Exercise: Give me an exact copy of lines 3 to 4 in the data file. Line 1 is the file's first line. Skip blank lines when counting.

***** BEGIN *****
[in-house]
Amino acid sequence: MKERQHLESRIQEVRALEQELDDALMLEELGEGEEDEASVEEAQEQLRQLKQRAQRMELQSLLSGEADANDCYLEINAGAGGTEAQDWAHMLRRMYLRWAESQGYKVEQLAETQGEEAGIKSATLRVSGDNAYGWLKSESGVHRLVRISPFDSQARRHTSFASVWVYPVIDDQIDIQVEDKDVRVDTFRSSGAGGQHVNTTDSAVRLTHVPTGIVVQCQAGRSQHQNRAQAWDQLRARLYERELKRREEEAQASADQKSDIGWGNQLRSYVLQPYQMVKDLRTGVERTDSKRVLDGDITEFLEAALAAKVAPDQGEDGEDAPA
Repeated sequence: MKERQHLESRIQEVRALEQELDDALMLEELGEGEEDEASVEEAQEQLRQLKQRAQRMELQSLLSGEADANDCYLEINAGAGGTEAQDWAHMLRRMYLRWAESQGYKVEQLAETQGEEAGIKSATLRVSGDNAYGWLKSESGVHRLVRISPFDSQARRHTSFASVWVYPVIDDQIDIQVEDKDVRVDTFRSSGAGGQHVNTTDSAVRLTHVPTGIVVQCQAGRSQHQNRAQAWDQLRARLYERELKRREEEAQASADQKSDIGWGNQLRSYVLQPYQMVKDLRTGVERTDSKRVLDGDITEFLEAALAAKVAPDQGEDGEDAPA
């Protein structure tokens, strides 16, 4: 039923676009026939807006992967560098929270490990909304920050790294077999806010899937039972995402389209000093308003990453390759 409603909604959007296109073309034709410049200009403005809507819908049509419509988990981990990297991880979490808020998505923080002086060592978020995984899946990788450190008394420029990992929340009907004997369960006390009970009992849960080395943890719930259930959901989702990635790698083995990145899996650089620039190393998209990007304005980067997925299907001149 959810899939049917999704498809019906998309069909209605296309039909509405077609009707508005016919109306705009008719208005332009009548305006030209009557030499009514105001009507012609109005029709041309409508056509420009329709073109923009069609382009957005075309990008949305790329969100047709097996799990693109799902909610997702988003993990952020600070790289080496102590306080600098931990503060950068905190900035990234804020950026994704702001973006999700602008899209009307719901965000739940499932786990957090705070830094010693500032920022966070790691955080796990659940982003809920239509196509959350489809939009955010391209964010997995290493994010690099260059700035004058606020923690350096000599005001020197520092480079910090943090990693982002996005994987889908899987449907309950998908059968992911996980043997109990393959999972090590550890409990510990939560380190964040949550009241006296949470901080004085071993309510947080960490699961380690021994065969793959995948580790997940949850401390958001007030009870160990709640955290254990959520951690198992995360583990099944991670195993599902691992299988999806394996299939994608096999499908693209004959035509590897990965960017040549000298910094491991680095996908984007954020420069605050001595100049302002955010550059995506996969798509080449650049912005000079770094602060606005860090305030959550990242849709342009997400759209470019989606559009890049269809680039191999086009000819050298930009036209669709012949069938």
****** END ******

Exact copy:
Repeated sequence: MKERQHLESRIQEVRALEQELDDALMLEELGEGEEDEASVEEAQEQLRQLKQRAQRMELQSLLSGEADANDCYLEINAGAGGTEAQDWAHMLRRMYLRWAESQGYKVEQLAETQGEEAGIKSATLRVSGDNAYGWLKSESGVHRLVRISPFDSQARRHTSFASVWVYPVIDDQIDIQVEDKDVRVDTFRSSGAGGQHVNTTDSAVRLTHVPTGIVVQCQAGRSQHQNRAQAWDQLRARLYERELKRREEEAQASADQKSDIGWGNQLRSYVLQPYQMVKDLRTGVERTDSKRVLDGDITEFLEAALAAKVAPDQGEDGEDAPA
């Protein structure tokens, strides 16, 4: 039923676009026939807006992967560098929270490990909304920050790294077999806010899937039972995402389209000093308003990453390759 409603909604959007296109073309034709410049200009403005809507819908049509419509988990981990990297991880979490808020998505923080002086060592978020995984899946990788450190008394420029990992929340009907004997369960006390009970009992849960080395943890719930259930959901989702990635790698083995990145899996650089620039190393998209990007304005980067997925299907001149 959810899939049917999704498809019906998309069909209605296309039909509405077609009707508005016919109306705009008719208005332009009548305006030209009557030499009514105001009507012609109005029709041309409508056509420009329709073109923009069609382009957005075309990008949305790329969100047709097996799990693109799902909610997702988003993990952020600070790289080496102590306080600098931990503060950068905190900035990234804020950026994704702001973006999700602008899209009307719901965000739940499932786990957090705070830094010693500032920022966070790691955080796990659940982003809920239509196509959350489809939009955010391209964010997995290493994010690099260059700035004058606020923690350096000599005001020197520092480079910090943090990693982002996005994987889908899987449907309950998908059968992911996980043997109990393959999972090590550890409990510990939560380190964040949550009241006296949470901080004085071993309510947080960490699961380690021994065969793959995948580790997940949850401390958001007030009870160990709640955290254990959520951690198992995360583990099944991670195993599902691992299988999806394996299939994608096999499908693209004959035509590897990965960017040549000298910094491991680095996908984007954020420069605050001595100049302002955010550059995506996969798509080449650049912005000079770094602060606005860090305030959550990242849709342009997400759209470019989606559009890049269809680039191999086009000819050298930009036209669709012949069938």